In the basement waterproofing business we talk a lot about cracks. Cracks in poured concrete basement walls and cracks in basement floors are both sources of seepage that create basement water problems that require professional repair. These are generally non-structural cracks, that is, they aren’t caused by significant foundation movement and don’t jeopardize the stability of the foundation.
Structural cracks, on the other hand, are telltale signs of foundation problems and, even though they may never allow water to enter the basement, they represent a significantly bigger problem so they should never be ignored.
Non-structural wall cracks are, at worst, a source of water in the basement and can be easily and permanently repaired. Structural wall cracks in poured concrete walls indicate a serious drop or shift in the home’s foundation and require major repairs to preserve the home. It’s important to be able to tell the difference.
Non-Structural Cracks – Non-structural wall cracks can occur almost anywhere in a foundation wall; they are likely to emanate from openings in the wall, like windows, doors and pipe intrusions. Caused by lateral pressure exerted by the soil outside the foundation, these cracks are generally narrow, less than 1/8”, and can even be of the hairline variety. These cracks will seep water when the soil is saturated.
Non-structural wall crack repair is done by the injection method. The expanding urethane injected into the crack fills it all the way to the outside soil, forming a permanent seal that prevents further seepage.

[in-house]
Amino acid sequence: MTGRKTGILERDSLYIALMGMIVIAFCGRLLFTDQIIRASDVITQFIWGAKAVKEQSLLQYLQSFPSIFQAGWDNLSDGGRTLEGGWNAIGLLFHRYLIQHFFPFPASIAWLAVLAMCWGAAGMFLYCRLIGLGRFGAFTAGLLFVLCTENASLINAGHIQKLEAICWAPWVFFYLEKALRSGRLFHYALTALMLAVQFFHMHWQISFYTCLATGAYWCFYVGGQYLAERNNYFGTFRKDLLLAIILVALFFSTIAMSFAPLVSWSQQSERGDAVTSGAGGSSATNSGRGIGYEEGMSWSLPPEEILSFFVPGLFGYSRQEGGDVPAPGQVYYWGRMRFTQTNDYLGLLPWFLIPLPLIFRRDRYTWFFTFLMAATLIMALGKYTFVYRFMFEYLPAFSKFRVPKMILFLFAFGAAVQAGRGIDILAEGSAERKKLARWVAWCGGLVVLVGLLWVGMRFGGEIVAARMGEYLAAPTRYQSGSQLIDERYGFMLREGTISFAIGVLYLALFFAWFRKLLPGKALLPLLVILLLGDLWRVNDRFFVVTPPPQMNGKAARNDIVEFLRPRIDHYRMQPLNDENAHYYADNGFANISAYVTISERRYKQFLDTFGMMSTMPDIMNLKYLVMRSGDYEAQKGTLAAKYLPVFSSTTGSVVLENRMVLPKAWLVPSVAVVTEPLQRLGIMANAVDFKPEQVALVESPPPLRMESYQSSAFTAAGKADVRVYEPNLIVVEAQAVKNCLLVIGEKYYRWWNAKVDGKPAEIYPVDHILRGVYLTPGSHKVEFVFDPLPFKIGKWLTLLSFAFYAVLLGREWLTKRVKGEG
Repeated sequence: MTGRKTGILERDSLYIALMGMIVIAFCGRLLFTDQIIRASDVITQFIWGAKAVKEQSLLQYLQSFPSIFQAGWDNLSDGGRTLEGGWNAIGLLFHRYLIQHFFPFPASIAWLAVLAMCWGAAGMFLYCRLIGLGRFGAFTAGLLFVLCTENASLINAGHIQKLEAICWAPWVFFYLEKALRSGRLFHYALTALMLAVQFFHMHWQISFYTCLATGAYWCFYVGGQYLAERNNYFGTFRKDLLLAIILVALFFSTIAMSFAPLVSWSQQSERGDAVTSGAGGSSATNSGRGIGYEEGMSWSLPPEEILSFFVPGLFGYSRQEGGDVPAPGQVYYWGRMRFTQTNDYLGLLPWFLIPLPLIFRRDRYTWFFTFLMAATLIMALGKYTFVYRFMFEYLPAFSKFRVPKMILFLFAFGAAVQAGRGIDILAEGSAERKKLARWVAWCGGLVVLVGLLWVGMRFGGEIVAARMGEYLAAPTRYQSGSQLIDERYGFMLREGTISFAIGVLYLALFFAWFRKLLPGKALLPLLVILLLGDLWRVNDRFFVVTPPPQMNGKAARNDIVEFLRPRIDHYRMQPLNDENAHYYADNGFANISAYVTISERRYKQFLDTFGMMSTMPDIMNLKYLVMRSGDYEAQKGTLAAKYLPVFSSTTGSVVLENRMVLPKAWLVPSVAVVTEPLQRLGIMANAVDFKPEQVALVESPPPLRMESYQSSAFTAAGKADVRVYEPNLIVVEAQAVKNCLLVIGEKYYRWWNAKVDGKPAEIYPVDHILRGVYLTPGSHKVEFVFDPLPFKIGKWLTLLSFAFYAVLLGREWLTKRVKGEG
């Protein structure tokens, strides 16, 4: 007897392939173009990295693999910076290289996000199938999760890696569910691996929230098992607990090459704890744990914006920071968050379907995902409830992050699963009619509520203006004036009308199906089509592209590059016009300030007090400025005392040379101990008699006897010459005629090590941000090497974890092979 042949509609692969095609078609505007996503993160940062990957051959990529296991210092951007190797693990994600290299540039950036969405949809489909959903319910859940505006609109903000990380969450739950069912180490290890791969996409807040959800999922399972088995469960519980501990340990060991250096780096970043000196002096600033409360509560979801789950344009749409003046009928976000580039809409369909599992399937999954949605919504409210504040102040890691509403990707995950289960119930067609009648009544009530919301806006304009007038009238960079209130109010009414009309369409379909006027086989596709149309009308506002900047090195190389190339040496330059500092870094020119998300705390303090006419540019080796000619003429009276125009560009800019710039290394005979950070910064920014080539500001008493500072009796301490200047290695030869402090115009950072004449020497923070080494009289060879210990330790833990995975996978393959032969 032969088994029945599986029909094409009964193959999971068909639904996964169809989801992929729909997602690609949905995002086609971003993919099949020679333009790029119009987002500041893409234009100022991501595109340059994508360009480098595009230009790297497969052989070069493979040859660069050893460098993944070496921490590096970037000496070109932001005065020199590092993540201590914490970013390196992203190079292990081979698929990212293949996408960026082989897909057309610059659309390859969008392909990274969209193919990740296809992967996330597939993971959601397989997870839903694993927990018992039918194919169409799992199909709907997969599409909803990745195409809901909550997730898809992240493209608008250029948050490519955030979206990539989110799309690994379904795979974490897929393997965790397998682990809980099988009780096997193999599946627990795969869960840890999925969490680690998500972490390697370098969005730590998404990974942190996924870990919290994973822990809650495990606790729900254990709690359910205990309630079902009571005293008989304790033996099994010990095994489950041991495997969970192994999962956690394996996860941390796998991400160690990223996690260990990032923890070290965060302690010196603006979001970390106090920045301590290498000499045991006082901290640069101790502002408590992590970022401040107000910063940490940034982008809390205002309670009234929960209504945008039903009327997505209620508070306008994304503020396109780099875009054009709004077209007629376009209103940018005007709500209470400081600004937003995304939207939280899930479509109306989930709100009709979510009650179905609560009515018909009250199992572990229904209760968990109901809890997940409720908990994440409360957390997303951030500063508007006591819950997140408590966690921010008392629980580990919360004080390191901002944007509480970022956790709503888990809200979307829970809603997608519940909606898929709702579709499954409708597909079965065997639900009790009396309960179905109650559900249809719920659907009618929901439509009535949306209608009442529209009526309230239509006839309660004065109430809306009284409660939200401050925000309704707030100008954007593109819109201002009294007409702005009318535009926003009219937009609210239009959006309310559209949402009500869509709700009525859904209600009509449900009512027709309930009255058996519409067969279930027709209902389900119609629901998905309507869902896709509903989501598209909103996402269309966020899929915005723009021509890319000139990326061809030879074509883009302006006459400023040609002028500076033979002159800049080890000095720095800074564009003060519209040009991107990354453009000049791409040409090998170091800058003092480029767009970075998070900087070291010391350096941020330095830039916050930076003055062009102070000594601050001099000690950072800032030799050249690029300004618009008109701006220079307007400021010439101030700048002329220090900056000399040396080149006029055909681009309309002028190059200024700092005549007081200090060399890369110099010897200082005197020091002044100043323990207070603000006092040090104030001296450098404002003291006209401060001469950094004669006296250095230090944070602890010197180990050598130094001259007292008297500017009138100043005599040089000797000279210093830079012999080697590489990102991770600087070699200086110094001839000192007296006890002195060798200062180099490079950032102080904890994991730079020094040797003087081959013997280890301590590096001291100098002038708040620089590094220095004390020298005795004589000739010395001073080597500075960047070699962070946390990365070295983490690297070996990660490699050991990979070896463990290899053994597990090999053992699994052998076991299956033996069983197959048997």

Structural Cracks – Structural cracks in poured concrete walls tend to occur in patterns. One common pattern is for cracks to run up at an angle from the lower corners of the wall, accompanied by a vertical crack in the center. Another is for angled cracks to begin in each of the four corners of the wall and intersect a horizontal crack in the center. These cracks are generally wider, in excess of 1/8” and may or may not seep water.
Structural cracks are caused either by severe pressure exerted by swollen soil or by the foundation sinking due to soil desiccation. Either case requires significant structural foundation repair: further wall movement can be arrested by bonding carbon fiber strips to the wall and attaching steel angles at the top; a sinking foundation can be repaired with resistance and helical piers.
It’s obvious that the difference between structural and non-structural foundation wall cracks is a critical one and this article isn’t intended to make anyone an expert on their identification. A professional knowledgeable in structural foundation damage will be able to identify the nature and source of wall cracks and recommend the most effective repair.
U.S. Waterproofing has long been at the forefront of structural foundation repair, adopting state-of-the-art methods of foundation underpinning and stabilization. If you see cracks in your basement walls, don’t hesitate to schedule a free consultation with one of our experts.
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